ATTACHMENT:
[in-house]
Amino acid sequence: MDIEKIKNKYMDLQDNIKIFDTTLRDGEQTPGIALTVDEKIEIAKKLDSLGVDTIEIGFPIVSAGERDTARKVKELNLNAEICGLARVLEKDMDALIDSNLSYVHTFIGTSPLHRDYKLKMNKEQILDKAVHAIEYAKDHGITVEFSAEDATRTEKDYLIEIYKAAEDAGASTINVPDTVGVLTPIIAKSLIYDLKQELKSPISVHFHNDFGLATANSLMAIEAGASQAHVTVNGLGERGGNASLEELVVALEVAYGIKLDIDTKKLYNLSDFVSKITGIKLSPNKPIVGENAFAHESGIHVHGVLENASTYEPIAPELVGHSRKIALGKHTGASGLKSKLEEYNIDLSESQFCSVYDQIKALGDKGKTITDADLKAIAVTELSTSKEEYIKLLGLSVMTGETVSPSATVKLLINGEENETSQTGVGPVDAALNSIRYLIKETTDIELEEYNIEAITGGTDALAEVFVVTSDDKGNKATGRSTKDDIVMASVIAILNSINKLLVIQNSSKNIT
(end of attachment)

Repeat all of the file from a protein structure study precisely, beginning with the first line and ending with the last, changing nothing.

[in-house]
Amino acid sequence: MDIEKIKNKYMDLQDNIKIFDTTLRDGEQTPGIALTVDEKIEIAKKLDSLGVDTIEIGFPIVSAGERDTARKVKELNLNAEICGLARVLEKDMDALIDSNLSYVHTFIGTSPLHRDYKLKMNKEQILDKAVHAIEYAKDHGITVEFSAEDATRTEKDYLIEIYKAAEDAGASTINVPDTVGVLTPIIAKSLIYDLKQELKSPISVHFHNDFGLATANSLMAIEAGASQAHVTVNGLGERGGNASLEELVVALEVAYGIKLDIDTKKLYNLSDFVSKITGIKLSPNKPIVGENAFAHESGIHVHGVLENASTYEPIAPELVGHSRKIALGKHTGASGLKSKLEEYNIDLSESQFCSVYDQIKALGDKGKTITDADLKAIAVTELSTSKEEYIKLLGLSVMTGETVSPSATVKLLINGEENETSQTGVGPVDAALNSIRYLIKETTDIELEEYNIEAITGGTDALAEVFVVTSDDKGNKATGRSTKDDIVMASVIAILNSINKLLVIQNSSKNIT